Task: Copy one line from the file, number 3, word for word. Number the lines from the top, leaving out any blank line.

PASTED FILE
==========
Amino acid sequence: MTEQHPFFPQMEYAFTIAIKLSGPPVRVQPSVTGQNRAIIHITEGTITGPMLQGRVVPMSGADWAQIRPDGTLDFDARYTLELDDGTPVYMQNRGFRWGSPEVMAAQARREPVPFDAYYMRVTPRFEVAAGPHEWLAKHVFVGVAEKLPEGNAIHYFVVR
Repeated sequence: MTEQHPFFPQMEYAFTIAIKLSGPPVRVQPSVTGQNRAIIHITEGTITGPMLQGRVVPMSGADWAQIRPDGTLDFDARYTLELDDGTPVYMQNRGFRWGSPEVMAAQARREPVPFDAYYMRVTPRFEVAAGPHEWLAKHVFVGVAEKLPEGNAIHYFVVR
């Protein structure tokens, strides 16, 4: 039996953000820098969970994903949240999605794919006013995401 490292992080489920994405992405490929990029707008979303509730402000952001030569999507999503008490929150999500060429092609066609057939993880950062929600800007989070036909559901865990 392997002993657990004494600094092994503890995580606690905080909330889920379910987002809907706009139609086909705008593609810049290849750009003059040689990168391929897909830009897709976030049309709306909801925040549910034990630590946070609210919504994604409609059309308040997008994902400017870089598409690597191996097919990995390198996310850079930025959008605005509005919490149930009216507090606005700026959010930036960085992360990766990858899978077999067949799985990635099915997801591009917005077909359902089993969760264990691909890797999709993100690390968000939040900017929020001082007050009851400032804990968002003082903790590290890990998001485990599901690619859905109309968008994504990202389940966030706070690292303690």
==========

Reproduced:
């Protein structure tokens, strides 16, 4: 039996953000820098969970994903949240999605794919006013995401 490292992080489920994405992405490929990029707008979303509730402000952001030569999507999503008490929150999500060429092609066609057939993880950062929600800007989070036909559901865990 392997002993657990004494600094092994503890995580606690905080909330889920379910987002809907706009139609086909705008593609810049290849750009003059040689990168391929897909830009897709976030049309709306909801925040549910034990630590946070609210919504994604409609059309308040997008994902400017870089598409690597191996097919990995390198996310850079930025959008605005509005919490149930009216507090606005700026959010930036960085992360990766990858899978077999067949799985990635099915997801591009917005077909359902089993969760264990691909890797999709993100690390968000939040900017929020001082007050009851400032804990968002003082903790590290890990998001485990599901690619859905109309968008994504990202389940966030706070690292303690």